Peripheral neuropathy is a problem with the nerves that carry information to and from the brain and spinal cord. This can produce pain, loss of sensation, and an inability to control muscles.
- "Peripheral" means nerves further out from the center of the body, distant from the brain and spinal cord.
- "Neuro" means nerves.
- "Pathy" means abnormal.
Peripheral neuritis; Neuropathy - peripheral; Neuritis - peripheral
One set of peripheral nerves relay information from your central nervous system (brain and spinal cord) to muscles and other organs. A second set relays information from your skin, joints, and other organs back to your brain.
Peripheral neuropathy occurs when these nerves don't work properly, resulting in pain, loss of sensation, inability to control muscles, and other possible problems.
In some cases, the failure of nerves that control blood vessels, intestines, and other organs results in abnormal blood pressure, digestion problems, and loss of other basic body processes. Peripheral neuropathy may involve damage to a single nerve or nerve group (mononeuropathy) or may affect multiple nerves (polyneuropathy).
There are numerous reasons for nerves to malfunction. In many cases, no cause can be identified. Damage to nerves can result from:
- Diseases that run in families (hereditary disorders) such as:
- Charcot-Marie-Tooth disease
- Friedreich's ataxia
- Diseases that affect the whole body (systemic or metabolic disorders) such as:
- Infections or inflammation, including:
- Exposure to poisonous substances such as:
- Sniffing glue or other toxic compounds
- Nitrous oxide
- Industrial chemicals -- especially solvents
- Heavy metals (lead, arsenic, mercury, etc.)
- Neuropathy secondary to drugs (many drugs, including some used for chemotherapy, can cause neuropathy)
- Miscellaneous causes
- Compression of a nerve by casts, splints, braces, crutches, or other devices
- Decreased oxygen and blood flow (ischemia)
- Direct injury of the nerve either by hitting the nerve
- Prolonged exposure to cold temperature
- Prolonged pressure on the nerve (such as a long surgery or lengthy illness)
Peripheral neuropathy is very common. Because there are numerous types and causes of neuropathy and scientists don't always agree on the same definition of neuropathy, the exact incidence cannot be determined precisely.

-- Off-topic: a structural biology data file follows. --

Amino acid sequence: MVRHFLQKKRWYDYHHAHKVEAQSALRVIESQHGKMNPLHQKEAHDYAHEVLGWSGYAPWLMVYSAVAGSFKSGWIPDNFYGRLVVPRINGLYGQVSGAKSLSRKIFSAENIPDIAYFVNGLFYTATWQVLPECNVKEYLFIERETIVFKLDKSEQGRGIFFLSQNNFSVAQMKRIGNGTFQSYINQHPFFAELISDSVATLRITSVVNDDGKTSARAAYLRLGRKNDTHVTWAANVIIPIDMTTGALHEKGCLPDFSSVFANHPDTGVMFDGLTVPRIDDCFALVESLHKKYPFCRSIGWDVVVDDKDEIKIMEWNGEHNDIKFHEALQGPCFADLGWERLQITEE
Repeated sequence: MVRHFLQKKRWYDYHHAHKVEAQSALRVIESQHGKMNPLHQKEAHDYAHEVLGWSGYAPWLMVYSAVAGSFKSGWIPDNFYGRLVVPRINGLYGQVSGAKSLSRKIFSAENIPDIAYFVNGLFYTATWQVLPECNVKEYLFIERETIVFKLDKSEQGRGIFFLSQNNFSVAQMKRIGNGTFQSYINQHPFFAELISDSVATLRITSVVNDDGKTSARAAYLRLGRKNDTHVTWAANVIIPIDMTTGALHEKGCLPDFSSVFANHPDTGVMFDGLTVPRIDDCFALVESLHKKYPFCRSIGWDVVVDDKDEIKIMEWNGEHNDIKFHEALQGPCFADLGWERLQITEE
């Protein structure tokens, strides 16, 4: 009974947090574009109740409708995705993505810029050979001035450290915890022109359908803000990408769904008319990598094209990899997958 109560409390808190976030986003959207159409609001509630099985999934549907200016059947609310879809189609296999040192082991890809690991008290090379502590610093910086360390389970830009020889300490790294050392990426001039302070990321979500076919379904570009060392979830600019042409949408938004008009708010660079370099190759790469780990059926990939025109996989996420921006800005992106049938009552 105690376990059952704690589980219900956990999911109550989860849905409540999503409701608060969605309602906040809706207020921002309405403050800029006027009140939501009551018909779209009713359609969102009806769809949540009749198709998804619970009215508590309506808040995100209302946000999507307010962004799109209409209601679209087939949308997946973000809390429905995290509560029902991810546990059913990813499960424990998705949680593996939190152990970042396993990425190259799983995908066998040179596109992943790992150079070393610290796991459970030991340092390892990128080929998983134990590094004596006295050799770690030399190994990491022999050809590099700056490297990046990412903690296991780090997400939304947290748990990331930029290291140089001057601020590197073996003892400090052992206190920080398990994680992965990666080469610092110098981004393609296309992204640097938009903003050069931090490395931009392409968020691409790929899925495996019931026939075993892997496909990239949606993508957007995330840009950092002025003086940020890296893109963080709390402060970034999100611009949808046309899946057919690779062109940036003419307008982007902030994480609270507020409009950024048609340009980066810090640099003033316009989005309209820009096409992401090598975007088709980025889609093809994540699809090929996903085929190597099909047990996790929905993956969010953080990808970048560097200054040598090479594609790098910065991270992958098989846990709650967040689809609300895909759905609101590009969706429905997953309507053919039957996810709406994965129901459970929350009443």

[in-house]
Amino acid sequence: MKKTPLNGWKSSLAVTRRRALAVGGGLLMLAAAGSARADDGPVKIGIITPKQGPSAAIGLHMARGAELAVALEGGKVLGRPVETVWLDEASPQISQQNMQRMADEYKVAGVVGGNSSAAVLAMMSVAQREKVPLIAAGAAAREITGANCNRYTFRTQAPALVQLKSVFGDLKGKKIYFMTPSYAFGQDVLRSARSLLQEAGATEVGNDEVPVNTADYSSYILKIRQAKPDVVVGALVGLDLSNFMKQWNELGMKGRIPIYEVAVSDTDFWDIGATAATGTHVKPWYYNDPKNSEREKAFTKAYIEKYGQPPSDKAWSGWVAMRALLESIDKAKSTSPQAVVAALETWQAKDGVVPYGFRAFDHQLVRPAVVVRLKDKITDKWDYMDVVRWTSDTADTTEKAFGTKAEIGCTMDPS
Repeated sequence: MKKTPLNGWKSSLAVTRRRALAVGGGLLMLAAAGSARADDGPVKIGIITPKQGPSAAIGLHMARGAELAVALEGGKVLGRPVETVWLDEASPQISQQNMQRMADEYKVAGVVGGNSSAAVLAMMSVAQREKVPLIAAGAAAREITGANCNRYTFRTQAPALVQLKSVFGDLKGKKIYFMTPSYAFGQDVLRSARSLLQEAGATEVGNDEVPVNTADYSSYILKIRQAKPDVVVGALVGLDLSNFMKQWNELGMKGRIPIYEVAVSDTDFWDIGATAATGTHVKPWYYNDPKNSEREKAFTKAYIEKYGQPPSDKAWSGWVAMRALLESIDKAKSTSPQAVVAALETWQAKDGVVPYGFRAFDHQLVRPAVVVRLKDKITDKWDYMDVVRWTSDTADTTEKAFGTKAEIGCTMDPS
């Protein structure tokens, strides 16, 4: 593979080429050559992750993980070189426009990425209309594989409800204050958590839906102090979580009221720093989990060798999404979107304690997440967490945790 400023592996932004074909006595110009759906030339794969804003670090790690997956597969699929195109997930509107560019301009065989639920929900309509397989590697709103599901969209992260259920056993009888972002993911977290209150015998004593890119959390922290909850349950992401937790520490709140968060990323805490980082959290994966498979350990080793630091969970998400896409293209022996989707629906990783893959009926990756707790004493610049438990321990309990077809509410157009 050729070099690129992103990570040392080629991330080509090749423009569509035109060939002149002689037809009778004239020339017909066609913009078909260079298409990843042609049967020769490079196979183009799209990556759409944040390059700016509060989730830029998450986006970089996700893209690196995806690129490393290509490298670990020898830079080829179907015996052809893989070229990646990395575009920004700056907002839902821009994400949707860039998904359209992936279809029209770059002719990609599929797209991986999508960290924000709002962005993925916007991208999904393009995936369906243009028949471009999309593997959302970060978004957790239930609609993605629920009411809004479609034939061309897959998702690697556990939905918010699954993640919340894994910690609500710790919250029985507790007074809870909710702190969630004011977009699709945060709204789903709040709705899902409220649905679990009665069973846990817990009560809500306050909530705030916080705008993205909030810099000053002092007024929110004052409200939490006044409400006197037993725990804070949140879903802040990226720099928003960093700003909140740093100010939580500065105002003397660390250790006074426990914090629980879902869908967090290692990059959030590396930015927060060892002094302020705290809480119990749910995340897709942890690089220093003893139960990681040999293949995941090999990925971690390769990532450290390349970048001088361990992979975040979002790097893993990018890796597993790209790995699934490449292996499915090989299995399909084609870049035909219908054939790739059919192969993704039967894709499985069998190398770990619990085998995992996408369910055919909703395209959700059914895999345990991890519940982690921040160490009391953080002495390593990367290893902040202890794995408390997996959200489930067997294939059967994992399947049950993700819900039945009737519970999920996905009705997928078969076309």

Some people have a hereditary predisposition for neuropathy.
The symptoms depend on which type of nerve is affected. The three main types of nerves are:
- Those that carry sensations (sensory)
- Those that control muscles (motor)
- Those that carry information to organs and glands (autonomic)
Neuropathy can affect any one or a combination of all three types of nerves. Symptoms also depend on whether the condition affects the whole body or just one nerve (as from an injury).
Longer nerves are more easily injured than shorter ones, so it is common for you to have worse symptoms in the legs and feet than in the hands and arms.
For many neuropathies, sensation changes often begin in the feet and progress toward the center of the body with involvement of other areas as the condition worsens. Diabetes is a common cause for sensory neuropathy.
Damage to the motor fibers interferes with muscle control and can cause weakness, loss of muscle bulk, and loss of dexterity. Sometimes, cramps are a sign of motor nerve involvement.
Other muscle-related symptoms include:
- Difficulty breathing or swallowing
- Difficulty or inability to move a part of the body (paralysis)
- Falling (from legs buckling or tripping over toes)
- Lack of dexterity (such as being unable to button a shirt)
- Lack of muscle control
- Loss of muscle tissue (muscle atrophy)
- Muscle twitching or cramping
The autonomic nerves control involuntary or semivoluntary functions, such as control of internal organs and blood pressure. Damage to autonomic nerves can cause:
- Abdominal bloating
- Blurred vision
- Decreased ability to sweat
- Difficulty beginning to urinate (urinary hesitancy)
- Dizziness that occurs when standing up or fainting associated with a fall in blood pressure
- Feeling full after eating a small amount (early satiety)
- Feeling of incomplete bladder emptying
- Heat intolerance with exertion
- Male impotence
- Nausea or vomiting after meals
- Unintentional weight loss (more than 5% of body weight)
- Urinary incontinence
Exams and Tests
A detailed history will be needed to determine the cause of the neuropathy. A neurological exam may reveal problems with movement, sensation, or organ function. Changes in reflexes and muscle bulk may also be present.
Blood tests may be done to screen for medical conditions such as diabetes and vitamin deficiencies.
Tests that reveal neuropathy may include:
Tests for neuropathy are guided by the suspected cause of the disorder, as suggested by the history, symptoms, and pattern of symptom development. They may include various blood tests, x-rays, scans, or other tests and procedures.
- Identifying and treating any underlying medical problem (such as diabetes) or removing the cause (such as alcohol)
- Controlling symptoms
- Curing the disorder, if possible
- Helping the patient gain maximum independence and self-care ability